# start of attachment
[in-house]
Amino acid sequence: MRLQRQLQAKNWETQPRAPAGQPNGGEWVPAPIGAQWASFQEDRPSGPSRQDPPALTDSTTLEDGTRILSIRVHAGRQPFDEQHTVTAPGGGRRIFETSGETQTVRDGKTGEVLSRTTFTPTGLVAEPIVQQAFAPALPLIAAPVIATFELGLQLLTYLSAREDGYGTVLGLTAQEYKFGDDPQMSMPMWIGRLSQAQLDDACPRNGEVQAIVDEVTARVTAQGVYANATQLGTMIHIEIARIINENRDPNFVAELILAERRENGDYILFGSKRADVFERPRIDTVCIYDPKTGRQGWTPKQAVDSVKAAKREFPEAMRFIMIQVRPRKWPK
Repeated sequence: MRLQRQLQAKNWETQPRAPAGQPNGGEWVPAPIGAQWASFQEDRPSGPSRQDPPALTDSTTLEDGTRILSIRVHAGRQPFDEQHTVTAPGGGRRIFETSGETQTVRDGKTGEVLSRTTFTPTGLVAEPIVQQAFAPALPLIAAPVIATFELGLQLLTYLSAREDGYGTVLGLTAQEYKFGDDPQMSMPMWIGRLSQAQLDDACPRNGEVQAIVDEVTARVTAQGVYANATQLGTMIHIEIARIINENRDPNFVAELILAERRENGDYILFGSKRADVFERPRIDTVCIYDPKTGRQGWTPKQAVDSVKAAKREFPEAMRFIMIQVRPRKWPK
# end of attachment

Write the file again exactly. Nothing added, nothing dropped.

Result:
[in-house]
Amino acid sequence: MRLQRQLQAKNWETQPRAPAGQPNGGEWVPAPIGAQWASFQEDRPSGPSRQDPPALTDSTTLEDGTRILSIRVHAGRQPFDEQHTVTAPGGGRRIFETSGETQTVRDGKTGEVLSRTTFTPTGLVAEPIVQQAFAPALPLIAAPVIATFELGLQLLTYLSAREDGYGTVLGLTAQEYKFGDDPQMSMPMWIGRLSQAQLDDACPRNGEVQAIVDEVTARVTAQGVYANATQLGTMIHIEIARIINENRDPNFVAELILAERRENGDYILFGSKRADVFERPRIDTVCIYDPKTGRQGWTPKQAVDSVKAAKREFPEAMRFIMIQVRPRKWPK
Repeated sequence: MRLQRQLQAKNWETQPRAPAGQPNGGEWVPAPIGAQWASFQEDRPSGPSRQDPPALTDSTTLEDGTRILSIRVHAGRQPFDEQHTVTAPGGGRRIFETSGETQTVRDGKTGEVLSRTTFTPTGLVAEPIVQQAFAPALPLIAAPVIATFELGLQLLTYLSAREDGYGTVLGLTAQEYKFGDDPQMSMPMWIGRLSQAQLDDACPRNGEVQAIVDEVTARVTAQGVYANATQLGTMIHIEIARIINENRDPNFVAELILAERRENGDYILFGSKRADVFERPRIDTVCIYDPKTGRQGWTPKQAVDSVKAAKREFPEAMRFIMIQVRPRKWPK